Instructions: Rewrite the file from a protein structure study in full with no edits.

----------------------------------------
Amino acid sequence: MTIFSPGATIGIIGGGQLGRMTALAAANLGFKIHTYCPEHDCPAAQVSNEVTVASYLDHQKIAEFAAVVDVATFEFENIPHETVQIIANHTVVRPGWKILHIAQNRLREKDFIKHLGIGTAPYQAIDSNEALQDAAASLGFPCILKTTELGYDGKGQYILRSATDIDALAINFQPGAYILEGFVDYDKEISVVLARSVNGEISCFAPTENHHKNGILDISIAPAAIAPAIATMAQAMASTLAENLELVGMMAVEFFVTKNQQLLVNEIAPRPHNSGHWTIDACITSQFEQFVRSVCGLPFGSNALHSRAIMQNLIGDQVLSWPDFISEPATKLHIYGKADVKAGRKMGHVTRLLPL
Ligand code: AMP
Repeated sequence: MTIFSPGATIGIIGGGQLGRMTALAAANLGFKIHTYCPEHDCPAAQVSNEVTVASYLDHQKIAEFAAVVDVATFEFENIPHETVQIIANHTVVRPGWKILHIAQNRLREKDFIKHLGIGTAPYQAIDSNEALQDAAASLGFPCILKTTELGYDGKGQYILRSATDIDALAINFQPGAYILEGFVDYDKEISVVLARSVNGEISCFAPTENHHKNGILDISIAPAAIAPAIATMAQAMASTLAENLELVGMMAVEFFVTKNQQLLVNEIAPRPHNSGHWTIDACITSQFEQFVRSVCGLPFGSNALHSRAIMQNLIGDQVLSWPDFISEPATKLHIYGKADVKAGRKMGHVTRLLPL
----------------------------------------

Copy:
Amino acid sequence: MTIFSPGATIGIIGGGQLGRMTALAAANLGFKIHTYCPEHDCPAAQVSNEVTVASYLDHQKIAEFAAVVDVATFEFENIPHETVQIIANHTVVRPGWKILHIAQNRLREKDFIKHLGIGTAPYQAIDSNEALQDAAASLGFPCILKTTELGYDGKGQYILRSATDIDALAINFQPGAYILEGFVDYDKEISVVLARSVNGEISCFAPTENHHKNGILDISIAPAAIAPAIATMAQAMASTLAENLELVGMMAVEFFVTKNQQLLVNEIAPRPHNSGHWTIDACITSQFEQFVRSVCGLPFGSNALHSRAIMQNLIGDQVLSWPDFISEPATKLHIYGKADVKAGRKMGHVTRLLPL
Ligand code: AMP
Repeated sequence: MTIFSPGATIGIIGGGQLGRMTALAAANLGFKIHTYCPEHDCPAAQVSNEVTVASYLDHQKIAEFAAVVDVATFEFENIPHETVQIIANHTVVRPGWKILHIAQNRLREKDFIKHLGIGTAPYQAIDSNEALQDAAASLGFPCILKTTELGYDGKGQYILRSATDIDALAINFQPGAYILEGFVDYDKEISVVLARSVNGEISCFAPTENHHKNGILDISIAPAAIAPAIATMAQAMASTLAENLELVGMMAVEFFVTKNQQLLVNEIAPRPHNSGHWTIDACITSQFEQFVRSVCGLPFGSNALHSRAIMQNLIGDQVLSWPDFISEPATKLHIYGKADVKAGRKMGHVTRLLPL